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Gauging the Enthusiasm Gap

By Jim Ellis

i-vote-i-countJuly 13, 2018 — Much has been written over the past few elections cycles about voting enthusiasm and whether it is a predictive political factor. It has been seemingly apparent that the party members most interested in participating in an election, most particularly for a midterm or special election vote, generally see its candidates enjoy the greater success.

Yesterday, we looked at the extensive just-released Survey Monkey-Axios Media data that covered 13 US Senate races. The combined number of states also hosts a minimum of 15 competitive US House races. To re-cap, while the Survey Monkey analysts posted results under various turnout models in each of the tested states, it generally became clear about which candidate has the current advantage from the Senate contests in question.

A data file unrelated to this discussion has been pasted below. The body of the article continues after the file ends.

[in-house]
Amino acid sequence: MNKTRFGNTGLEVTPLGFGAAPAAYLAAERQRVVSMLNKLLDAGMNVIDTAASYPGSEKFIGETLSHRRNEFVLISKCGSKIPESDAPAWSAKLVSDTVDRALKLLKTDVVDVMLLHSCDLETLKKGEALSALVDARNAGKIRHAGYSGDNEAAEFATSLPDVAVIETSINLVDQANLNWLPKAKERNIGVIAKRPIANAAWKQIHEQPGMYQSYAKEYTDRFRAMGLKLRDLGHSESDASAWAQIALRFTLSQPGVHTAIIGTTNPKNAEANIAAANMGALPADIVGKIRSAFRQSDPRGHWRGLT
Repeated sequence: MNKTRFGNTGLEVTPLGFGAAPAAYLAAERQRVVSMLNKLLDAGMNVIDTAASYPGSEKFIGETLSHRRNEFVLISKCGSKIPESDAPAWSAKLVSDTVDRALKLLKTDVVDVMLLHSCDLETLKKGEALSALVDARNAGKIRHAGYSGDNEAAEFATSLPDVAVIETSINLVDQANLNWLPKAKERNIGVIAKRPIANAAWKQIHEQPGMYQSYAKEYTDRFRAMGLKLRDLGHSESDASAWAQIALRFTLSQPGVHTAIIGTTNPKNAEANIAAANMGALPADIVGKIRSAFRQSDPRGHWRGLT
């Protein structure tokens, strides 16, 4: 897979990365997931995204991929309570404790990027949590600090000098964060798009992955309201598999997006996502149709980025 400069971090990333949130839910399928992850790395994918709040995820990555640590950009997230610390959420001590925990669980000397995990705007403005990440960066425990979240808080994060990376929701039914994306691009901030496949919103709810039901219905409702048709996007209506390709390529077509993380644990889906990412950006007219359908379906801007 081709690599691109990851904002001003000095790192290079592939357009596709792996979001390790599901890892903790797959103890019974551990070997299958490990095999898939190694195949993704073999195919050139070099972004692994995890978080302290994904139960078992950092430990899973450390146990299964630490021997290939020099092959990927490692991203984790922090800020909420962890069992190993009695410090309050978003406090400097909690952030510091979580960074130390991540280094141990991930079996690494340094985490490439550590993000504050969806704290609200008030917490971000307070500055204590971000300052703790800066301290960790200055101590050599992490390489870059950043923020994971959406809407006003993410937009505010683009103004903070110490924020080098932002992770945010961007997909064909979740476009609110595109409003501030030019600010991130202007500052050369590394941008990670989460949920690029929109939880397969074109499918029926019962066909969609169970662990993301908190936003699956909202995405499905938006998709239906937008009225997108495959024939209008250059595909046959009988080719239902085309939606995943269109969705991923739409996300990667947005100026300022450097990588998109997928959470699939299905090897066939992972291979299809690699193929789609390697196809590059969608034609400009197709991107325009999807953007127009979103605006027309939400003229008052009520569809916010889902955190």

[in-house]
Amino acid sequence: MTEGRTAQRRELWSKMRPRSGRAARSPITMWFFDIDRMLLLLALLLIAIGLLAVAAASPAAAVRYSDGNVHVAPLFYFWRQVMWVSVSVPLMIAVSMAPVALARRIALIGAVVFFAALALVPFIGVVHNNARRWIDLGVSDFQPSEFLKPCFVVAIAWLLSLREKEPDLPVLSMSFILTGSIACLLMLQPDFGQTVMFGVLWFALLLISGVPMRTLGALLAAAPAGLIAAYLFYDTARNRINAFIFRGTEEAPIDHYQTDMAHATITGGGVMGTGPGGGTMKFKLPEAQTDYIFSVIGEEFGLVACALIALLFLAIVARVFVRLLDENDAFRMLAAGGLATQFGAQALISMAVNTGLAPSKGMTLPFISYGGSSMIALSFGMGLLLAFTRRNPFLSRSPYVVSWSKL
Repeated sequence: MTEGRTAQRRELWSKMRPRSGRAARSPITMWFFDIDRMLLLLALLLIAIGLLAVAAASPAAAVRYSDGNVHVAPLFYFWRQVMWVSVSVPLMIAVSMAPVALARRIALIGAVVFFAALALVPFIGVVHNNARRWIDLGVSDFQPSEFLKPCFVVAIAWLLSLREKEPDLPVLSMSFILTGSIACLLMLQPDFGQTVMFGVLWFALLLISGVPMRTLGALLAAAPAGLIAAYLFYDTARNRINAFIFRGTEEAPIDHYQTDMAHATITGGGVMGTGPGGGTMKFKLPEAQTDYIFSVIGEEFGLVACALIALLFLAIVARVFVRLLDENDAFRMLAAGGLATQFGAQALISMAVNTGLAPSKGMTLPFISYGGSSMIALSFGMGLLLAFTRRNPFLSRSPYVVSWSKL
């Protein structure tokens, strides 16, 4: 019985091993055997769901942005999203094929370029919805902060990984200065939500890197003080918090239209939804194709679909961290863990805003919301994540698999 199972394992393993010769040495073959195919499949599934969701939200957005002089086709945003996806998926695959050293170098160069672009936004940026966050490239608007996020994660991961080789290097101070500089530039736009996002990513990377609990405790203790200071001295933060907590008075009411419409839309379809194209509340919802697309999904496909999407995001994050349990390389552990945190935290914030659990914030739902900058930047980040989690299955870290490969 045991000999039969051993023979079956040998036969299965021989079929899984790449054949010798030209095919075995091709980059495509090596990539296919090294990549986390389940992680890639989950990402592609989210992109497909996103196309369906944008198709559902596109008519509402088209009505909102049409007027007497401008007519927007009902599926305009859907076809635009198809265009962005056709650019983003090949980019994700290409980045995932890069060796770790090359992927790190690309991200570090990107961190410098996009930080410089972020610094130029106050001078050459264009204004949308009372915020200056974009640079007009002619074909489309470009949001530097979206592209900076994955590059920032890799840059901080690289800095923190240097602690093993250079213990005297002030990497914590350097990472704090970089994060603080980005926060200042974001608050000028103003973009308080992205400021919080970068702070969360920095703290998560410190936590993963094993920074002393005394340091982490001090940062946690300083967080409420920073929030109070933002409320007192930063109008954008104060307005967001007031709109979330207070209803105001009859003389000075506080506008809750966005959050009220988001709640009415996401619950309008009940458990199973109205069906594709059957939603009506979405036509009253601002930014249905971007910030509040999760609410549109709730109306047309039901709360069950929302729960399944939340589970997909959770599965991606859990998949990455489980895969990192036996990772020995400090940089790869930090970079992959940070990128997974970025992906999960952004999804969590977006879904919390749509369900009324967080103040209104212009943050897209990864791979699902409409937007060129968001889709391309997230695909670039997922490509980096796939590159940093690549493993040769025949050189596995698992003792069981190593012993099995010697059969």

Democrats were performing well in the Midwest and Mid-Atlantic regions, where incumbents in Pennsylvania, Michigan, Wisconsin, Ohio, and West Virginia all held substantial leads over their Republican opponents.

The GOP held the upper hand in Indiana and North Dakota challenge races. In the South, Republican Gov. Rick Scott looks to be topping Florida Sen. Bill Nelson, and US Rep. Marsha Blackburn (R-TN) has opened a substantial lead over Tennessee former Gov. Phil Bredesen.

Turning to the West, Democrats are moving ahead in both Arizona and Nevada and securely lead in Montana.